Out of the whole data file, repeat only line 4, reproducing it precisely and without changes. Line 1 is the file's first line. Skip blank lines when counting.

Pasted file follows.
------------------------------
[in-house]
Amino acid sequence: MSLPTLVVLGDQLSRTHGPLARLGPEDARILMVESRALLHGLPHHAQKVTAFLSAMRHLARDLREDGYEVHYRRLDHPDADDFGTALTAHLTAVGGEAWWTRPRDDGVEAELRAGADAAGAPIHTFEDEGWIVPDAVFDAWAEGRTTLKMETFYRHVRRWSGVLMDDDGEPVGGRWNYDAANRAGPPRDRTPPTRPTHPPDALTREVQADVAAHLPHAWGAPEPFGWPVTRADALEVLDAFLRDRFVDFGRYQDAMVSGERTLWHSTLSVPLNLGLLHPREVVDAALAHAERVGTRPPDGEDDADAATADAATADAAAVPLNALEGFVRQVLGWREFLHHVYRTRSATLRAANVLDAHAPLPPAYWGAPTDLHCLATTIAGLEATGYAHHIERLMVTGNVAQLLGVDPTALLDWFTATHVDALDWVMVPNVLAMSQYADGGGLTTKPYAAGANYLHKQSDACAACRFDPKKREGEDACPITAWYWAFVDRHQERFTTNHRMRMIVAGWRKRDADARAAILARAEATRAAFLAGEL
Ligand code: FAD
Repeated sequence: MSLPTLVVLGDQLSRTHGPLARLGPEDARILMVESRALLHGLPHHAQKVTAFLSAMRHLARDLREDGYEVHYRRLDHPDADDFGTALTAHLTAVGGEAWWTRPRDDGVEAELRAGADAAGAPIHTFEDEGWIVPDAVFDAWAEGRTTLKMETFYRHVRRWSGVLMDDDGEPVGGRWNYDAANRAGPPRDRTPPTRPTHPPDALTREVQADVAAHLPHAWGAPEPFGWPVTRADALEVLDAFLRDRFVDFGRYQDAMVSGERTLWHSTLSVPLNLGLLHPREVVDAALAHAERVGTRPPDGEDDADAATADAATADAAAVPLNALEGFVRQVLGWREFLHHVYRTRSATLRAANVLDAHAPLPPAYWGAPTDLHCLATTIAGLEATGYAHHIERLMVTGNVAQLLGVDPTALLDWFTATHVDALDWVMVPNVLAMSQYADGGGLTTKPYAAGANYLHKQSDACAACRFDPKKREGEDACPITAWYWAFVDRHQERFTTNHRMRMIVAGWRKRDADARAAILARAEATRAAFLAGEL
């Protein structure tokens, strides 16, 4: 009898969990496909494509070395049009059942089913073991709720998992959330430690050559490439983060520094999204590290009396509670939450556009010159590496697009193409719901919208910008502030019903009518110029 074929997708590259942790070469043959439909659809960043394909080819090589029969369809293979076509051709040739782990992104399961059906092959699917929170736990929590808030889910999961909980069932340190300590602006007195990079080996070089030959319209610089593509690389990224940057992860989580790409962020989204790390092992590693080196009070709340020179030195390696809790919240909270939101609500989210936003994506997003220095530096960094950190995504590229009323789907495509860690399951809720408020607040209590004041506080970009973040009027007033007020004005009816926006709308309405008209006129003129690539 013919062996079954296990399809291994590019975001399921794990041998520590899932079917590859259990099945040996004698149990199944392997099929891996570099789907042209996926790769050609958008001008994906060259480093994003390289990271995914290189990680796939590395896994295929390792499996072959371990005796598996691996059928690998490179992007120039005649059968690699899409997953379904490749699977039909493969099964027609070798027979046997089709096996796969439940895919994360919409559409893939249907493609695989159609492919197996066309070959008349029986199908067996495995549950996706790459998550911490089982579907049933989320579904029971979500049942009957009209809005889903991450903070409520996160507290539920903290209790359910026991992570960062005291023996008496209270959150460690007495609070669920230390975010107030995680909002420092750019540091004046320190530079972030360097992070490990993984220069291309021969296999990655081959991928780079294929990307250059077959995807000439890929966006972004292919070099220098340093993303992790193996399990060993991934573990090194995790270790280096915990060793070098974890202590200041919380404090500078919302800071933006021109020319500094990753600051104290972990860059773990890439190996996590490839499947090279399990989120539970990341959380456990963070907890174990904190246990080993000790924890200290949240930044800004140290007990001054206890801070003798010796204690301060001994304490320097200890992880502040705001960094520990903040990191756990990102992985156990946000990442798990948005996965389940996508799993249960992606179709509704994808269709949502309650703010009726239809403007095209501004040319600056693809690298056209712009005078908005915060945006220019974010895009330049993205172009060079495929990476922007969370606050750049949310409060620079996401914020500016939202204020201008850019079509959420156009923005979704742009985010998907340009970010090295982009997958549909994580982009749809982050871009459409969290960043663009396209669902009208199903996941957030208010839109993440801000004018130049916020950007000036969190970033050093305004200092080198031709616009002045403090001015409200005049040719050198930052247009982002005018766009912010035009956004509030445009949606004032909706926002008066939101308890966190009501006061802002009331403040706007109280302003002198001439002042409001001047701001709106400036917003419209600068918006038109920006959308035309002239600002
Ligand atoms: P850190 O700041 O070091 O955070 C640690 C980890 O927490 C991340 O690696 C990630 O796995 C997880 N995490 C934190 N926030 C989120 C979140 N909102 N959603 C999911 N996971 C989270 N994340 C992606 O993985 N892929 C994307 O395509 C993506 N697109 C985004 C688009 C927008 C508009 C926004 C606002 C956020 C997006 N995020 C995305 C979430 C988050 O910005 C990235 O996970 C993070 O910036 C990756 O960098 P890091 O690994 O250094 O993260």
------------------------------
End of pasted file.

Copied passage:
Repeated sequence: MSLPTLVVLGDQLSRTHGPLARLGPEDARILMVESRALLHGLPHHAQKVTAFLSAMRHLARDLREDGYEVHYRRLDHPDADDFGTALTAHLTAVGGEAWWTRPRDDGVEAELRAGADAAGAPIHTFEDEGWIVPDAVFDAWAEGRTTLKMETFYRHVRRWSGVLMDDDGEPVGGRWNYDAANRAGPPRDRTPPTRPTHPPDALTREVQADVAAHLPHAWGAPEPFGWPVTRADALEVLDAFLRDRFVDFGRYQDAMVSGERTLWHSTLSVPLNLGLLHPREVVDAALAHAERVGTRPPDGEDDADAATADAATADAAAVPLNALEGFVRQVLGWREFLHHVYRTRSATLRAANVLDAHAPLPPAYWGAPTDLHCLATTIAGLEATGYAHHIERLMVTGNVAQLLGVDPTALLDWFTATHVDALDWVMVPNVLAMSQYADGGGLTTKPYAAGANYLHKQSDACAACRFDPKKREGEDACPITAWYWAFVDRHQERFTTNHRMRMIVAGWRKRDADARAAILARAEATRAAFLAGEL